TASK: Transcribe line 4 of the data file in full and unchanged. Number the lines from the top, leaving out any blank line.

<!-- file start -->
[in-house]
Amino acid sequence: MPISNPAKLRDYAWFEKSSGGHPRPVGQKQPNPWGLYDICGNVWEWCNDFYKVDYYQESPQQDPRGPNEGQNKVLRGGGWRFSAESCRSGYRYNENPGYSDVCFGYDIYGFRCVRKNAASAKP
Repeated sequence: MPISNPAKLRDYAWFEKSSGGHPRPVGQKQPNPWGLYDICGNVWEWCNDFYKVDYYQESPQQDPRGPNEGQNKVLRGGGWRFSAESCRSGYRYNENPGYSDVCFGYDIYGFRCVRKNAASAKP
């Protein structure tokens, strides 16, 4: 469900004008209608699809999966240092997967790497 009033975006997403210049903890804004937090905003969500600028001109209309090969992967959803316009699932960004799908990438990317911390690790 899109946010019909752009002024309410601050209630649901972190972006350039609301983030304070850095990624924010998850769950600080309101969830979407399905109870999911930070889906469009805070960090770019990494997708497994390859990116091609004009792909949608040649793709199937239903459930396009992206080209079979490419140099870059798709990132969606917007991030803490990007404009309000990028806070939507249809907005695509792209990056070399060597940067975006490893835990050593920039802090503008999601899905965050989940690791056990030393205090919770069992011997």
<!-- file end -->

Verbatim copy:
């Protein structure tokens, strides 16, 4: 469900004008209608699809999966240092997967790497 009033975006997403210049903890804004937090905003969500600028001109209309090969992967959803316009699932960004799908990438990317911390690790 899109946010019909752009002024309410601050209630649901972190972006350039609301983030304070850095990624924010998850769950600080309101969830979407399905109870999911930070889906469009805070960090770019990494997708497994390859990116091609004009792909949608040649793709199937239903459930396009992206080209079979490419140099870059798709990132969606917007991030803490990007404009309000990028806070939507249809907005695509792209990056070399060597940067975006490893835990050593920039802090503008999601899905965050989940690791056990030393205090919770069992011997």